As part of efforts to reduce and possibly tackle plastic pollution in Ghana, Blueskies Limited in partnership with Waitrose and the University of Northampton, has launched an initiative to find solutions to plastic pollution with the view to prevent an environmental disaster in future.
The initiative, dubbed Freshppac, seeks to bring players in the food supply and processing chain, and players in academia together to brainstorm and come out with feasible solutions to end the menace.
Fresppac also allows the public, individuals, and research groups to submit proposals and documents on how to tackle these problems relating to plastics for them to be adopted, funded, and implemented in commercial stages.
In an interview with Citi News after the launching, Dr. Ebenezer Laryea, a Senior Lecturer at Northampton University, said recent figures paint a gloomy picture hence the need to immediately come out with feasible solutions to end the plastic waste menace.
“We have got initiatives like freshppac and of course the roundtable engagement is part; we are bringing players in the food sector together joining hands with players in academia to find those alternatives and circular economic solutions to plastics, and so if all these are joined together I believe that as a country we can place our hands on the arc of these problems, and bend it towards a solution that does not only work for us, but will ensure that your children and mine will inherit an environment that is better than what we inherited from our fathers.”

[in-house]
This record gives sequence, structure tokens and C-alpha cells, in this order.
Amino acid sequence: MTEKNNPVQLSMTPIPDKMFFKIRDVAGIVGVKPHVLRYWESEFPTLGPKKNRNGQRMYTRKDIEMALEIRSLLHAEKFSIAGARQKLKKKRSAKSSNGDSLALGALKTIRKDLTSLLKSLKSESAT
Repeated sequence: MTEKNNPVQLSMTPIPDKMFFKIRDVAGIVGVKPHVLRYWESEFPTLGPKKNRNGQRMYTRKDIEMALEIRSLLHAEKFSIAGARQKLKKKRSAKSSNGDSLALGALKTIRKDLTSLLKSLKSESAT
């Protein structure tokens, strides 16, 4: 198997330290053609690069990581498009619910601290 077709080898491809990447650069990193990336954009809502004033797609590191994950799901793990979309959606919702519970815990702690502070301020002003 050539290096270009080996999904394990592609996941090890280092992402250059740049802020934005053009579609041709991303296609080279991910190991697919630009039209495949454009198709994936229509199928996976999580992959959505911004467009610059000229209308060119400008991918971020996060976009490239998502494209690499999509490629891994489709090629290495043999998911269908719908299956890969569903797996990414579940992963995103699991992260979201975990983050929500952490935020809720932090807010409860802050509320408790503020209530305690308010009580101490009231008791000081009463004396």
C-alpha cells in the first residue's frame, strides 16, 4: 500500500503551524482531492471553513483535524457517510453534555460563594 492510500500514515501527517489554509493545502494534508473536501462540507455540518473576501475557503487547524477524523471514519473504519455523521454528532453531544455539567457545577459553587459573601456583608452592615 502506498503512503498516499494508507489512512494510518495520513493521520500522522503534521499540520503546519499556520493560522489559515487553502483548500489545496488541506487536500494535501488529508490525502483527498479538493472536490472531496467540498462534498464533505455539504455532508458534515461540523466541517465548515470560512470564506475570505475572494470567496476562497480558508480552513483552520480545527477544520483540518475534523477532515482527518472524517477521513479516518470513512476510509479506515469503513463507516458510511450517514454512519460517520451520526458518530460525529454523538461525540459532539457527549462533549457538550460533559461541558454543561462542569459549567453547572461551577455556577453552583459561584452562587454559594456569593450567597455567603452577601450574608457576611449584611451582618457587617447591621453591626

Food Security Under Threat
According to Dr. Laryea, the rate of plastic pollution poses a threat to food security.
“The level of plastics pollution in Ghana is a threat to food security, and this is from our use of plastics in farming. A number of farmers in Ghana use plastics as mulch and the whole purpose behind that is to increase yield, produce, control weeds, and sometimes control pests, so plastic mulch is used throughout farming in Ghana in the areas of pineapple farming.”
He noted further that, “The problem with this is that the plastics remain in the soil and the United Nations has released a report recently in which they said there are actually a lot of plastics in soils than we have in our oceans, so if this continues unchecked in Ghana, then we are looking at a situation where in 20 to 30 years when huge sways of our land will be unarable, it will be a major disaster because we want the next generation of Ghanaians to be able to go into farming, have lands with soil fertility and not to be in the position where we are not able to feed ourselves in this country because the soil fertility is damaged as a result of our use of plastic mulch. And so we need to find solutions and alternatives as soon as possible” he noted.